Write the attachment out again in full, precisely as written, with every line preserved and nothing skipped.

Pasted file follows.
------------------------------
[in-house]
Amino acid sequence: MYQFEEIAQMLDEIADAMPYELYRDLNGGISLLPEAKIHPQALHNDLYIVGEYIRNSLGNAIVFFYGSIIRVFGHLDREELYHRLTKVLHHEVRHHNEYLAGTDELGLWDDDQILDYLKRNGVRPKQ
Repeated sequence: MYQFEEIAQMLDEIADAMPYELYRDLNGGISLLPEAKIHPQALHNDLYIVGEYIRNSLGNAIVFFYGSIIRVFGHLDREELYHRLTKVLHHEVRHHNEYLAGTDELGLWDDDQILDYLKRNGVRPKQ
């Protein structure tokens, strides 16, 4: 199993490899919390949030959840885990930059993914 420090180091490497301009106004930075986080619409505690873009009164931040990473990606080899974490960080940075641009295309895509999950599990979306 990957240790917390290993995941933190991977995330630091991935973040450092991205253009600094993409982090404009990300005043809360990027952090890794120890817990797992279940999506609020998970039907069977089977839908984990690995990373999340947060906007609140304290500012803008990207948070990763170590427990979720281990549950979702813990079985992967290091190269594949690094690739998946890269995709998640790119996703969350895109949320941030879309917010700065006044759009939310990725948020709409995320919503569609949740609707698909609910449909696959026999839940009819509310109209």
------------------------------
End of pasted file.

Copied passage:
[in-house]
Amino acid sequence: MYQFEEIAQMLDEIADAMPYELYRDLNGGISLLPEAKIHPQALHNDLYIVGEYIRNSLGNAIVFFYGSIIRVFGHLDREELYHRLTKVLHHEVRHHNEYLAGTDELGLWDDDQILDYLKRNGVRPKQ
Repeated sequence: MYQFEEIAQMLDEIADAMPYELYRDLNGGISLLPEAKIHPQALHNDLYIVGEYIRNSLGNAIVFFYGSIIRVFGHLDREELYHRLTKVLHHEVRHHNEYLAGTDELGLWDDDQILDYLKRNGVRPKQ
């Protein structure tokens, strides 16, 4: 199993490899919390949030959840885990930059993914 420090180091490497301009106004930075986080619409505690873009009164931040990473990606080899974490960080940075641009295309895509999950599990979306 990957240790917390290993995941933190991977995330630091991935973040450092991205253009600094993409982090404009990300005043809360990027952090890794120890817990797992279940999506609020998970039907069977089977839908984990690995990373999340947060906007609140304290500012803008990207948070990763170590427990979720281990549950979702813990079985992967290091190269594949690094690739998946890269995709998640790119996703969350895109949320941030879309917010700065006044759009939310990725948020709409995320919503569609949740609707698909609910449909696959026999839940009819509310109209």